In the white collar area you'll find cases on mail fraud/ RICO/perjury/false statements, etc.
Thursday, November 20, 2008
Dan Slater has a wonderful piece on the importance of the Sixth Amendment's Right to Counsel and the implications to this right when the government proceeds criminally against legal counsel. See Dan Slater, Wall St Jrl, Scales of Justice: The Right to Counsel vs. the Need to Bar Tainted Legal Fees The article speaks directly to the Ben Kuehne case. For background see here and here. But I have to wonder about a statement at the end of the article that seems to imply that cases to PDs aren't increasing, so therefore lawyers aren't being skeptical about taking these cases. Could it perhaps be that there hasn't been an increase of drug cases to the PD's office because there has been such a strong focus by the FBI on terrorism and immigration, and a movement away from drug cases? Drug cases have declined and no longer hold the top priority that they did in past years. TRAC notes here in a September 2008 report:
"Ranked 3rd was "Drug Abuse Prevention + Control-Prohibited acts A" under Title 21 U.S.C Section 841. Title 21 U.S.C Section 841 was ranked 2nd a year ago, while it was the 1st most frequently invoked five years ago. It was ranked 1st ten years ago and 1st twenty years ago."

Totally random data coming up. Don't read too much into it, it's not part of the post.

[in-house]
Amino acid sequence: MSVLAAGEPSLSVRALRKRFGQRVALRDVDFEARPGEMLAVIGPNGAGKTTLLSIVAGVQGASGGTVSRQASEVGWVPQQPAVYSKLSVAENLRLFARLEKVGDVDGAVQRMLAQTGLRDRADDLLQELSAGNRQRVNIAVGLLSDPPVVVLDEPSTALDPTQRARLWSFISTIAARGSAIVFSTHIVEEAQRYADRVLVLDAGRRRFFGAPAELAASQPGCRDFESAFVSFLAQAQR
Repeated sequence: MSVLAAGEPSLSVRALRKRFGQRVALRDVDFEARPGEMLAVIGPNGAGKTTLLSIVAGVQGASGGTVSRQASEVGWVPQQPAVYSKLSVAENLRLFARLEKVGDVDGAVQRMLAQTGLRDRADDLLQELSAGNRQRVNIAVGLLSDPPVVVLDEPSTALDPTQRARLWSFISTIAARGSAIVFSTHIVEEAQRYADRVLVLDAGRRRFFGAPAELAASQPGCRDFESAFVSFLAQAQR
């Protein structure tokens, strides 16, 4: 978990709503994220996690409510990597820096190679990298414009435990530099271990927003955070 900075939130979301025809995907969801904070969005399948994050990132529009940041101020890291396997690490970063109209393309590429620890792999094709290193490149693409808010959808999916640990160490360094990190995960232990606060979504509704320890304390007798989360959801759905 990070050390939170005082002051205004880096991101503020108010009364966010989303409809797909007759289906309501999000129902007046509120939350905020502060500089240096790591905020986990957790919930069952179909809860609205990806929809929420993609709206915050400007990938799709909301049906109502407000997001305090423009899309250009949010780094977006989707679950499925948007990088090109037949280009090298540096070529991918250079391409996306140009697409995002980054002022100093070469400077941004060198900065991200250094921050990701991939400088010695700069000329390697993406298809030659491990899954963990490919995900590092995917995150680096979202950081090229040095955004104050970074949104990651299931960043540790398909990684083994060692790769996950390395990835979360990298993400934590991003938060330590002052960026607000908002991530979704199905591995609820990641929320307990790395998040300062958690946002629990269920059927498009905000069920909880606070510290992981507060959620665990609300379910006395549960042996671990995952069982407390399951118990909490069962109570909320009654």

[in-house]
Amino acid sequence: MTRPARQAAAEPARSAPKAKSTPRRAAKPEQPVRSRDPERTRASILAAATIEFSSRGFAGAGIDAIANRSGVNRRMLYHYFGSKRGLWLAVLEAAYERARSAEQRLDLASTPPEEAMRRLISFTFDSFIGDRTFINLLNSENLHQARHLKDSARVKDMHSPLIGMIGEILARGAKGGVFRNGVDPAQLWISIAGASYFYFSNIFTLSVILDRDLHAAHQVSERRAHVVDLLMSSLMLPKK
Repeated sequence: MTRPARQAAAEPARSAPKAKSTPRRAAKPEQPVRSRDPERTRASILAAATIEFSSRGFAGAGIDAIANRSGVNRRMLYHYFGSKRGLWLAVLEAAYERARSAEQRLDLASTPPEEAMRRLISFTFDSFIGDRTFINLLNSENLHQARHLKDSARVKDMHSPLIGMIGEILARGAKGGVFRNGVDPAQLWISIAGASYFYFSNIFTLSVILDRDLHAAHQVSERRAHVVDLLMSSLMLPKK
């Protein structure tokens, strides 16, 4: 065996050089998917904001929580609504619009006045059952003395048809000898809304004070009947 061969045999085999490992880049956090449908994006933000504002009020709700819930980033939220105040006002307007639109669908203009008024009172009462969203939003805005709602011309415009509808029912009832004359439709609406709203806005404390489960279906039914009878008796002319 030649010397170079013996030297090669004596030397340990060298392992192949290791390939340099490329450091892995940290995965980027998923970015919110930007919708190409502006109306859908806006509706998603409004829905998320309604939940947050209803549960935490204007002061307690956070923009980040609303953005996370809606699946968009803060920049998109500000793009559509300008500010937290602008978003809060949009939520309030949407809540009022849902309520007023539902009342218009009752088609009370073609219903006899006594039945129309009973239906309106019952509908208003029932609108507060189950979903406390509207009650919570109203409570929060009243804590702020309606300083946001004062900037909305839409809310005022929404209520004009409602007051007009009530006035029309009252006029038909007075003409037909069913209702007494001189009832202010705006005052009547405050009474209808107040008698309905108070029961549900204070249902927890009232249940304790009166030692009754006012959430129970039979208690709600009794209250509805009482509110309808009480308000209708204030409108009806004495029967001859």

So perhaps lawyers are really being deterred from taking these cases, and the fact that PDs are not seeing a decrease in cases in their office is an indication of just that.
Sunday, August 31, 2008
The decision is here.
Commentary can be found here.
What others are saying:
Anthony Lin, New York Law Journal, 2nd Circuit Affirms Dismissal of Criminal Charges Against KPMG Staffers
Dan Slater, WSJ Blog, 2nd Circuit Upholds Judge Kaplan’s Dismissal of KPMG Indictments
New York Times (AP), Court Upholds Dismissal of Tax Case Against 13
Doug Berman, Sentencing Law & Policy, here
Christine Hurt, Conglomerate, here
Martha Graybow, Reuters, Court upholds dismissal of charges in KPMG case
Richard Janus, CATO, Deputizing Company Counsel as Agents of the Federal Government
Second Circuit Blog, Gimme Shelter
Friday, August 29, 2008